Sunday 1.17.2016 New York Times Digest

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1. Iowa’s Heartland Beyond the Campaign Trail

“Iowa is not just a reminder that America is more than the sum total of its skyscrapers and safe spaces. It also reaffirms that our nation, beginning with Iowa, is full of unsung surprises.”

2. Drug Overdoses Propel Rise in Mortality Rates of Young Whites

“The rising death rates for those young white adults, ages 25 to 34, make them the first generation since the Vietnam War years of the mid-1960s to experience higher death rates in early adulthood than the generation that preceded it.”

3. Loose Lips Sink Careers, Even for C.E.O.s

“On a daily basis I wonder if Twitter isn’t custom designed to trigger career suicide.”

4. Investing Advice That Doubles as a Bookmark

“Everything you need to know can fit on a large index card.”

5. Why I Taught Myself to Procrastinate

“While procrastination is a vice for productivity, I’ve learned — against my natural inclinations — that it’s a virtue for creativity.”

6. In Online Dating, ‘Sextortion’ and Scams

“The desire for companionship and connection makes people vulnerable to a most 21st-century crime: the online romance scam, which bilked victims of all ages and orientations out of more than $200 million last year, according to the F.B.I.”

7. How Measurement Fails Doctors and Teachers

“The objections became harder to dismiss as evidence mounted that even superb and motivated professionals had come to believe that the boatloads of measures, and the incentives to ‘look good,’ had led them to turn away from the essence of their work. In medicine, doctors no longer made eye contact with patients as they clicked away. In education, even parents who favored more testing around Common Core standards worried about the damaging influence of all the exams.”

8. Hallelujah College

“Some evangelicals have poured their energies into a different sort of Christian organization, one that has been proliferating quietly for decades at universities around the country: Christian study centers. These are not ministries, exactly, and what they do is not old-fashioned evangelism.”

9. Why I Always Wanted to Be a Secretary

“When the time came to choose between a secretarial career or the uncertain prospect of a job in academia, the choice was easy. The secretaries I knew seemed happier than the doctoral students I knew, and when they left work at the end of the day, the secretaries had plenty of time for gardening and needlepoint. I skipped all the lesson planning and paper grading, and made writing my after-hours hobby.”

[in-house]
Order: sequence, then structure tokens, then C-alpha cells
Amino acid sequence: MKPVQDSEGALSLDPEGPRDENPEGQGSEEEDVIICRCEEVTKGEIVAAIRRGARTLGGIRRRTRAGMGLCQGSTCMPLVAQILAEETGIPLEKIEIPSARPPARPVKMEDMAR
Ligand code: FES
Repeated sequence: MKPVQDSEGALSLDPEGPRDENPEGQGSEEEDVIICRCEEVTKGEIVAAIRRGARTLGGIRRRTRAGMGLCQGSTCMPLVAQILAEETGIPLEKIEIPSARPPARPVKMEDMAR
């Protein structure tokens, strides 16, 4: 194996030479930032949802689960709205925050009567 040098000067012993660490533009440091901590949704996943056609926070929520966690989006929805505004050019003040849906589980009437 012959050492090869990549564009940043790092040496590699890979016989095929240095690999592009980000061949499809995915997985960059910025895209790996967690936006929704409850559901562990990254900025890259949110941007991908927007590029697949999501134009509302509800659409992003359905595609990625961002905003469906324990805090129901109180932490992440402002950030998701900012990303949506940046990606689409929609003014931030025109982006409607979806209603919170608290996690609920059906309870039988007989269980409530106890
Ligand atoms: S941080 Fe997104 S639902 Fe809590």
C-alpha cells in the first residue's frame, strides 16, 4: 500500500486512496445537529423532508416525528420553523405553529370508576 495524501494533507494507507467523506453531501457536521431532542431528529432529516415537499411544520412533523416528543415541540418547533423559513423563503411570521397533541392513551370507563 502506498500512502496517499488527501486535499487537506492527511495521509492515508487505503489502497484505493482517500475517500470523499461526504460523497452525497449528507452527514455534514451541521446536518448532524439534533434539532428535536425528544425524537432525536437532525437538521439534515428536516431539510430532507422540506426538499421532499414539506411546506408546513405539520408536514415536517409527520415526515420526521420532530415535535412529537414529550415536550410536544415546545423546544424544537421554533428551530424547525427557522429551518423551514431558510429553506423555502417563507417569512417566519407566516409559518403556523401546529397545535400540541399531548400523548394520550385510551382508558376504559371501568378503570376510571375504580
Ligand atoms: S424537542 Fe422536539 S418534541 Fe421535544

10. In Praise of Blue Notes: What Makes Music Sad?

“There is a culture around any music, and how you understand that culture influences how you hear. Listening is augmented hearing, hearing through certain layers. Sometimes music follows a consensual code from maker to taker: hearing through an intellectual filter, in accordance with somebody who’s playing through the same intellectual filter. The filter doesn’t have to be sincere or true. Sometimes it can be a managed lie. But the mood survives, passed on and on.”

11. Ricky Jay and the Met Conjure Big Magic in Miniature

“Buchinger (1674-1739) was a magician and musician, a dancer, champion bowler and trick-shot artist and, most famously, a calligrapher specializing in micrography — handwriting so small it’s barely legible to the naked eye. His signature effect was to render locks of hair that, when examined closely, spelled out entire Psalms or books from the Bible. What made his feats even more remarkable is that Buchinger was born without hands or feet and was only 29 inches tall.”

12. With the Rise of Justin Trudeau, Canada Is Suddenly … Hip?

“But the notion that our neighbor to the north is a frozen cultural wasteland populated with hopelessly unstylish citizens is quickly becoming so outdated as to be almost offensive.”

13. David Bowie: Invisible New Yorker

“He traveled with this cloak of invisibility — nobody saw him. He just eradicated himself.”

14. Letter of Recommendation: Sick Days

“Sick in bed is a time to let all the thoughts of the last few months, all your experiences and memories, float up in your head, up near the ceiling, which is wobbling with fever. It is a time to take stock of your life.”

15. The Trials of Alice Goffman

“The most difficult thing about doing fieldwork is remembering who you are.”

16. The Happiness Code

“Many of CFAR’s techniques resemble a kind of self-directed version of psychotherapy’s holy trinity: learning to notice behaviors and assumptions that we’re often barely conscious of; feeling around to understand the roots of those behaviors; and then using those insights to create change. But there was something unsettling about how CFAR focused on superficial fixes while overlooking potentially deeper issues.”

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